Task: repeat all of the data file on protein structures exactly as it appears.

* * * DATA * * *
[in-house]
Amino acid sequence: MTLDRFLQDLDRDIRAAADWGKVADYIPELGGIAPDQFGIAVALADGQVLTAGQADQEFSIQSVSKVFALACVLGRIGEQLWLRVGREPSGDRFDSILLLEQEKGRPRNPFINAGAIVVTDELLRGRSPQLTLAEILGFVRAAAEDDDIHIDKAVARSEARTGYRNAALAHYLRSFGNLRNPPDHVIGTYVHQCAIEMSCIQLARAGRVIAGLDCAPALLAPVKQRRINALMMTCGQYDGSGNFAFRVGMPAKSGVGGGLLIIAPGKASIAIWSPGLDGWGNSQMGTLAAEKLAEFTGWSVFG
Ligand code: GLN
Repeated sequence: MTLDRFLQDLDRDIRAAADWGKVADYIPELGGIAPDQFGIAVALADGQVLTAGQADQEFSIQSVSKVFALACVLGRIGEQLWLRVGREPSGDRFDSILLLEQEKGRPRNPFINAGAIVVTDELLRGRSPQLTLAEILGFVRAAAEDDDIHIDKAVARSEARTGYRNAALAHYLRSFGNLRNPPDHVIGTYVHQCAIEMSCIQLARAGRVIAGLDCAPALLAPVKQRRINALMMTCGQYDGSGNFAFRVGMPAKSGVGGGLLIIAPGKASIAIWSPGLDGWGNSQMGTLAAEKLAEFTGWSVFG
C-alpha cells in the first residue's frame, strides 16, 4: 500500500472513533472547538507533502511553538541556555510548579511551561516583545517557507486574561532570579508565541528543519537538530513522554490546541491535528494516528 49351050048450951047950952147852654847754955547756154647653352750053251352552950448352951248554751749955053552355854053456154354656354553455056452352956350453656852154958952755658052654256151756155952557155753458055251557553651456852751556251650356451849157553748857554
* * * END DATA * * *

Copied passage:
[in-house]
Amino acid sequence: MTLDRFLQDLDRDIRAAADWGKVADYIPELGGIAPDQFGIAVALADGQVLTAGQADQEFSIQSVSKVFALACVLGRIGEQLWLRVGREPSGDRFDSILLLEQEKGRPRNPFINAGAIVVTDELLRGRSPQLTLAEILGFVRAAAEDDDIHIDKAVARSEARTGYRNAALAHYLRSFGNLRNPPDHVIGTYVHQCAIEMSCIQLARAGRVIAGLDCAPALLAPVKQRRINALMMTCGQYDGSGNFAFRVGMPAKSGVGGGLLIIAPGKASIAIWSPGLDGWGNSQMGTLAAEKLAEFTGWSVFG
Ligand code: GLN
Repeated sequence: MTLDRFLQDLDRDIRAAADWGKVADYIPELGGIAPDQFGIAVALADGQVLTAGQADQEFSIQSVSKVFALACVLGRIGEQLWLRVGREPSGDRFDSILLLEQEKGRPRNPFINAGAIVVTDELLRGRSPQLTLAEILGFVRAAAEDDDIHIDKAVARSEARTGYRNAALAHYLRSFGNLRNPPDHVIGTYVHQCAIEMSCIQLARAGRVIAGLDCAPALLAPVKQRRINALMMTCGQYDGSGNFAFRVGMPAKSGVGGGLLIIAPGKASIAIWSPGLDGWGNSQMGTLAAEKLAEFTGWSVFG
C-alpha cells in the first residue's frame, strides 16, 4: 500500500472513533472547538507533502511553538541556555510548579511551561516583545517557507486574561532570579508565541528543519537538530513522554490546541491535528494516528 49351050048450951047950952147852654847754955547756154647653352750053251352552950448352951248554751749955053552355854053456154354656354553455056452352956350453656852154958952755658052654256151756155952557155753458055251557553651456852751556251650356451849157553748857554